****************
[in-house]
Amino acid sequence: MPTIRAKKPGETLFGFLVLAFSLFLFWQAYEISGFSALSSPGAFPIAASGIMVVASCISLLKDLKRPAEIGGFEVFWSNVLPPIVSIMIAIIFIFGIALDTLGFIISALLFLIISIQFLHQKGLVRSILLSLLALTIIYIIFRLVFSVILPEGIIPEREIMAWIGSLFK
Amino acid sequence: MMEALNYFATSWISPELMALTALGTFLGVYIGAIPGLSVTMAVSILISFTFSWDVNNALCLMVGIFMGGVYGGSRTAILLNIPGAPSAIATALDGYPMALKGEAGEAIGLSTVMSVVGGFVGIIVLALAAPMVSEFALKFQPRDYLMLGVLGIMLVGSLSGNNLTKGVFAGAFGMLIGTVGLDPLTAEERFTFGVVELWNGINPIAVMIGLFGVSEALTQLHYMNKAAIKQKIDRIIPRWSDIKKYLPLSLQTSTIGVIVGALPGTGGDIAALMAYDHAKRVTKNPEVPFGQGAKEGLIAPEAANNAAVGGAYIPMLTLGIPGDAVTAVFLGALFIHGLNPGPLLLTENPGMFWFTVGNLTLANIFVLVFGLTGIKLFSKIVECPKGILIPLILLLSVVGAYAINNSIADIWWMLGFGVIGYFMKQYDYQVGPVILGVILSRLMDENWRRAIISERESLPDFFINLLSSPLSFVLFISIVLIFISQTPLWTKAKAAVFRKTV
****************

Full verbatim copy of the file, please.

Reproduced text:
[in-house]
Amino acid sequence: MPTIRAKKPGETLFGFLVLAFSLFLFWQAYEISGFSALSSPGAFPIAASGIMVVASCISLLKDLKRPAEIGGFEVFWSNVLPPIVSIMIAIIFIFGIALDTLGFIISALLFLIISIQFLHQKGLVRSILLSLLALTIIYIIFRLVFSVILPEGIIPEREIMAWIGSLFK
Amino acid sequence: MMEALNYFATSWISPELMALTALGTFLGVYIGAIPGLSVTMAVSILISFTFSWDVNNALCLMVGIFMGGVYGGSRTAILLNIPGAPSAIATALDGYPMALKGEAGEAIGLSTVMSVVGGFVGIIVLALAAPMVSEFALKFQPRDYLMLGVLGIMLVGSLSGNNLTKGVFAGAFGMLIGTVGLDPLTAEERFTFGVVELWNGINPIAVMIGLFGVSEALTQLHYMNKAAIKQKIDRIIPRWSDIKKYLPLSLQTSTIGVIVGALPGTGGDIAALMAYDHAKRVTKNPEVPFGQGAKEGLIAPEAANNAAVGGAYIPMLTLGIPGDAVTAVFLGALFIHGLNPGPLLLTENPGMFWFTVGNLTLANIFVLVFGLTGIKLFSKIVECPKGILIPLILLLSVVGAYAINNSIADIWWMLGFGVIGYFMKQYDYQVGPVILGVILSRLMDENWRRAIISERESLPDFFINLLSSPLSFVLFISIVLIFISQTPLWTKAKAAVFRKTV